I have the following expectation to calculate :

$$ \mathbf{E}\left[ e^{\int_{t_0}^{\tau} r_s ds} \mathbf{1}_{\{\tau < T\}}\right] $$

More precisely, I want to show that :

$$ \mathbf{E}\left[ e^{\int_{t_0}^{\tau} r_s ds} \mathbf{1}_{\{\tau < T\}}\right] = \int_{t_0}^T P(s) dQ(s)$$

where $P(s) \equiv \mathbf{E}\left[ e^{\int_{t_0}^{s} r_u du} \right]$ and $Q(s) \equiv \mathbf{E}\left[ e^{\int_{t_0}^{s} \lambda_u du} \right]$, $\tau$ is the first jump of a Poisson process with default intensity $(\lambda_t)_t$.

The only hypothesis I have is that rates and default are independent $-$ rates don't follow a special process.

  • $\begingroup$ Given your independence assumption I assume rates are stochastic in your model. Do they follow a specific process? $\endgroup$ Nov 14, 2017 at 15:51
  • $\begingroup$ I edited the question $\endgroup$ Nov 14, 2017 at 15:59

1 Answer 1


For an in-homogeneous Poisson process, the intensity process $\lambda_t$ is assumed to be deterministic. More generally, we can define $\tau$ to be the first jump time of a Cox process, or a conditional Poisson process (see Chapter 6 of the book Credit Risk). We assume that $t_0=0$ is the valuation date. Then the intensity process $\lambda_t$ can be stochastic, and \begin{align*} Q(t) \equiv P(\tau > t) = E\left(e^{-\int_{t_0}^t \lambda_s ds} \right). \end{align*} Moreover, given the independence assumption, \begin{align*} E\left(e^{-\int_{t_0}^{\tau} r_u du} \pmb{1}_{t_0<\tau<T} \right) &= E\left(E\left(e^{-\int_{t_0}^{\tau} r_u du} \pmb{1}_{t_0<\tau<T} \,|\, \tau \right)\right)\\ &=E\left(P(\tau) \pmb{1}_{\tau<T}\right)\\ &=-\int_{t_0}^TP(s) dQ(s), \end{align*} where \begin{align*} P(s) = E\left(e^{-\int_{t_0}^s r_u du} \right) \end{align*} is the price of a zero-coupon bond with maturity $s$ and unit face value.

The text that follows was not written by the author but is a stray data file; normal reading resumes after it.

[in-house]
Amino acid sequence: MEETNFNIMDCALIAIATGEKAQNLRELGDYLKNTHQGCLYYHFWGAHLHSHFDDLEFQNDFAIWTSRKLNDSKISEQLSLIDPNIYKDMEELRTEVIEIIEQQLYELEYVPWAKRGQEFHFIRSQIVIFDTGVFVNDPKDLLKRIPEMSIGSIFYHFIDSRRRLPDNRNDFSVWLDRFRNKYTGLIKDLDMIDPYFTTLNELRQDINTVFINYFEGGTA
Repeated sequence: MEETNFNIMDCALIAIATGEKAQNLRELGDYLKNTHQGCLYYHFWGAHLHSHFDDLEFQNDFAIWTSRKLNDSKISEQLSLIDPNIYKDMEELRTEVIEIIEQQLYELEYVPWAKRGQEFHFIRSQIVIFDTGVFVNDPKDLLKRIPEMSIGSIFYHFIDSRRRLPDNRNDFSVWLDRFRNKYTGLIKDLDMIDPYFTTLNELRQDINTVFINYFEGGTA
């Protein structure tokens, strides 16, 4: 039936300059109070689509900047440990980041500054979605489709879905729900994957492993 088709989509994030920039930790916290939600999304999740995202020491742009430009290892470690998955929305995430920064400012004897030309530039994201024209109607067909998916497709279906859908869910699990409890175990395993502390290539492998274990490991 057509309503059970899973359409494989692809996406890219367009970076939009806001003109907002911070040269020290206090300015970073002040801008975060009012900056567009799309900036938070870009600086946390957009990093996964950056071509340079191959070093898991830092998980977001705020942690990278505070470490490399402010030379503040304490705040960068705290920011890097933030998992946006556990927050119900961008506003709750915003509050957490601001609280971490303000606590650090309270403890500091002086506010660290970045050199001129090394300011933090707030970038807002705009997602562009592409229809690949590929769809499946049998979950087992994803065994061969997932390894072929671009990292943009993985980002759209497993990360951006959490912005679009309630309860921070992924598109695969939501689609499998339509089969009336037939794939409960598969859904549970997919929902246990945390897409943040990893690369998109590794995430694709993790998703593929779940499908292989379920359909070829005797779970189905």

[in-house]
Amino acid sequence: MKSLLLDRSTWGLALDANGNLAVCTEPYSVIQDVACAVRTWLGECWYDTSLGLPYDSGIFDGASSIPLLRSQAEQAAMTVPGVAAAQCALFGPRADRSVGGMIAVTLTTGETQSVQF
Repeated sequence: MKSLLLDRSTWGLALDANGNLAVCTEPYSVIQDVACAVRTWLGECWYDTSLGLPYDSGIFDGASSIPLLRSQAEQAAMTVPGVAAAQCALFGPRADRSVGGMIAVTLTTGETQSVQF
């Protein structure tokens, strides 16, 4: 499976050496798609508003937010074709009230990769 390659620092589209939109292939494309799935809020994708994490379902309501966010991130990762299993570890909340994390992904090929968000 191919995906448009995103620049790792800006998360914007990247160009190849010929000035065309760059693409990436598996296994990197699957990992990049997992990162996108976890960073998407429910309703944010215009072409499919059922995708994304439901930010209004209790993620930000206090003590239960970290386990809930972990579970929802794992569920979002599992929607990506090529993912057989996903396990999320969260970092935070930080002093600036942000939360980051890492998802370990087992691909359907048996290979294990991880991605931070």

Comments: If we assume that $t_0>0$, then the whole question should be changed. For example, we need to define the filtration for the market information and the enlarged filtration generated by the process defining the default time as well as the market information. Moreover, certain martingale invariance property, or $\mathcal{H}$-Hypothesis, should also be assumed.

  • $\begingroup$ What is the nature of $P(\tau)$ in your second line? As defined by the OP, $P(\cdot)$ is an expectation, not a conditional expectation. $\endgroup$ Nov 15, 2017 at 15:34
  • $\begingroup$ In your second line, don't we have: $P(\tau)=E\left(D(t_0,\tau)|\tau\right)$ where $D(s,t)$ is the discount factor from $t$ to $s<t$? $\endgroup$ Nov 15, 2017 at 15:55
  • $\begingroup$ Here, we assumed the independence between $r$ and $\tau$ for simplicity. Otherwise, it would be pretty involved as in my comments. $\endgroup$
    – Gordon
    Nov 15, 2017 at 15:59
  • $\begingroup$ How would you proceed (and would it be still true) would we assume "only" that $r$ and $\lambda$ are independent processes. $\endgroup$ Nov 18, 2017 at 11:48
  • $\begingroup$ The independence of $r$ and $\lambda$ is not enough. I will later add some more comments for the special case with a Cox process. $\endgroup$
    – Gordon
    Nov 20, 2017 at 18:24

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